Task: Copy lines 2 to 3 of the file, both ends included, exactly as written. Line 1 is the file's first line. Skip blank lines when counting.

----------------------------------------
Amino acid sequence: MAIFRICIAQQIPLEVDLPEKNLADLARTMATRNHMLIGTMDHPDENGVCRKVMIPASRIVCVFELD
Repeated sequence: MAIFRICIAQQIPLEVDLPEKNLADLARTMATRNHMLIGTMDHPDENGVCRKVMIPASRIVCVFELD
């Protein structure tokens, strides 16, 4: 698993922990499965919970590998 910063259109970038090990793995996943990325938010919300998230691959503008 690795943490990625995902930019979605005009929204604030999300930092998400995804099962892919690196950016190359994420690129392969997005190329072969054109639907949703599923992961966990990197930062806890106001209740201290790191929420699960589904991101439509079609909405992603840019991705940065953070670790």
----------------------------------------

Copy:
Repeated sequence: MAIFRICIAQQIPLEVDLPEKNLADLARTMATRNHMLIGTMDHPDENGVCRKVMIPASRIVCVFELD
């Protein structure tokens, strides 16, 4: 698993922990499965919970590998 910063259109970038090990793995996943990325938010919300998230691959503008 690795943490990625995902930019979605005009929204604030999300930092998400995804099962892919690196950016190359994420690129392969997005190329072969054109639907949703599923992961966990990197930062806890106001209740201290790191929420699960589904991101439509079609909405992603840019991705940065953070670790």